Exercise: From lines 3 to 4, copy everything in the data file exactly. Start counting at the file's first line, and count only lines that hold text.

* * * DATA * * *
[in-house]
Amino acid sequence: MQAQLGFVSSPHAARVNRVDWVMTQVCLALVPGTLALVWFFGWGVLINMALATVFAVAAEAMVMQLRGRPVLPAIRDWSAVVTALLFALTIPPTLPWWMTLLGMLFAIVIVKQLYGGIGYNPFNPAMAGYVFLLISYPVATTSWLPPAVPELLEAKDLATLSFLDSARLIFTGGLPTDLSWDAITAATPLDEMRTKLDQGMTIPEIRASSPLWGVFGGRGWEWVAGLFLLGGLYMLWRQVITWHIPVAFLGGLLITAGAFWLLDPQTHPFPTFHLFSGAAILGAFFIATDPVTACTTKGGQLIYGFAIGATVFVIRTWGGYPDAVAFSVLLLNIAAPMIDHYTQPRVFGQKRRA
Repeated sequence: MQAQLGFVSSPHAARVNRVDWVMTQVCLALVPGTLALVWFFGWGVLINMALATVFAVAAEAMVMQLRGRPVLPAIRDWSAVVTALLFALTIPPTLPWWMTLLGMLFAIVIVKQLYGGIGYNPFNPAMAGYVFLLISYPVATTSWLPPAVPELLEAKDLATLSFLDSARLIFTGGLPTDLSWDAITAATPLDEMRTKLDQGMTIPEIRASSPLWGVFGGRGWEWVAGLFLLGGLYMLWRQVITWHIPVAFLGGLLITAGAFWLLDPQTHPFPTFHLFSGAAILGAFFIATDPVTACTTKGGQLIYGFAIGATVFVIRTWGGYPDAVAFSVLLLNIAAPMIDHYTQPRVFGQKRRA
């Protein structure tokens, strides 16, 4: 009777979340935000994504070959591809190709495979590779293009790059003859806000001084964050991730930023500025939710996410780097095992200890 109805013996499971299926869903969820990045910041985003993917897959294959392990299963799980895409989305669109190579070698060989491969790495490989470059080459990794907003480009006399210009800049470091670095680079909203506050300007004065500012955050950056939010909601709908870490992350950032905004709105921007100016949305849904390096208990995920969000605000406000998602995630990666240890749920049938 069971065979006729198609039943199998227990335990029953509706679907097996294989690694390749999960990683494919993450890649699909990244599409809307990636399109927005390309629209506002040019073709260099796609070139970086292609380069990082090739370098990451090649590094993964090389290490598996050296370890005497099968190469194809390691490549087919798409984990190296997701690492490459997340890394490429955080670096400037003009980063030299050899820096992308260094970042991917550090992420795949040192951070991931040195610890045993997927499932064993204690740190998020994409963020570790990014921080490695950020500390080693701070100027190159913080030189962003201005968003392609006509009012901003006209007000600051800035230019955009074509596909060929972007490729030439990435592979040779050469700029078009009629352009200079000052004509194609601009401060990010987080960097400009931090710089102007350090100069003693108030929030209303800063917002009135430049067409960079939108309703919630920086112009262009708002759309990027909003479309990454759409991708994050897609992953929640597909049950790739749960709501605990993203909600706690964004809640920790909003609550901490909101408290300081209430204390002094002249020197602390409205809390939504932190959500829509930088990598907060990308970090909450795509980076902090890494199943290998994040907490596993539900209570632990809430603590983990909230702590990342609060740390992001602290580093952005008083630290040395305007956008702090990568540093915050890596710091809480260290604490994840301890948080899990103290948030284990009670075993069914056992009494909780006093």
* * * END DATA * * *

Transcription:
Repeated sequence: MQAQLGFVSSPHAARVNRVDWVMTQVCLALVPGTLALVWFFGWGVLINMALATVFAVAAEAMVMQLRGRPVLPAIRDWSAVVTALLFALTIPPTLPWWMTLLGMLFAIVIVKQLYGGIGYNPFNPAMAGYVFLLISYPVATTSWLPPAVPELLEAKDLATLSFLDSARLIFTGGLPTDLSWDAITAATPLDEMRTKLDQGMTIPEIRASSPLWGVFGGRGWEWVAGLFLLGGLYMLWRQVITWHIPVAFLGGLLITAGAFWLLDPQTHPFPTFHLFSGAAILGAFFIATDPVTACTTKGGQLIYGFAIGATVFVIRTWGGYPDAVAFSVLLLNIAAPMIDHYTQPRVFGQKRRA
């Protein structure tokens, strides 16, 4: 009777979340935000994504070959591809190709495979590779293009790059003859806000001084964050991730930023500025939710996410780097095992200890 109805013996499971299926869903969820990045910041985003993917897959294959392990299963799980895409989305669109190579070698060989491969790495490989470059080459990794907003480009006399210009800049470091670095680079909203506050300007004065500012955050950056939010909601709908870490992350950032905004709105921007100016949305849904390096208990995920969000605000406000998602995630990666240890749920049938 069971065979006729198609039943199998227990335990029953509706679907097996294989690694390749999960990683494919993450890649699909990244599409809307990636399109927005390309629209506002040019073709260099796609070139970086292609380069990082090739370098990451090649590094993964090389290490598996050296370890005497099968190469194809390691490549087919798409984990190296997701690492490459997340890394490429955080670096400037003009980063030299050899820096992308260094970042991917550090992420795949040192951070991931040195610890045993997927499932064993204690740190998020994409963020570790990014921080490695950020500390080693701070100027190159913080030189962003201005968003392609006509009012901003006209007000600051800035230019955009074509596909060929972007490729030439990435592979040779050469700029078009009629352009200079000052004509194609601009401060990010987080960097400009931090710089102007350090100069003693108030929030209303800063917002009135430049067409960079939108309703919630920086112009262009708002759309990027909003479309990454759409991708994050897609992953929640597909049950790739749960709501605990993203909600706690964004809640920790909003609550901490909101408290300081209430204390002094002249020197602390409205809390939504932190959500829509930088990598907060990308970090909450795509980076902090890494199943290998994040907490596993539900209570632990809430603590983990909230702590990342609060740390992001602290580093952005008083630290040395305007956008702090990568540093915050890596710091809480260290604490994840301890948080899990103290948030284990009670075993069914056992009494909780006093």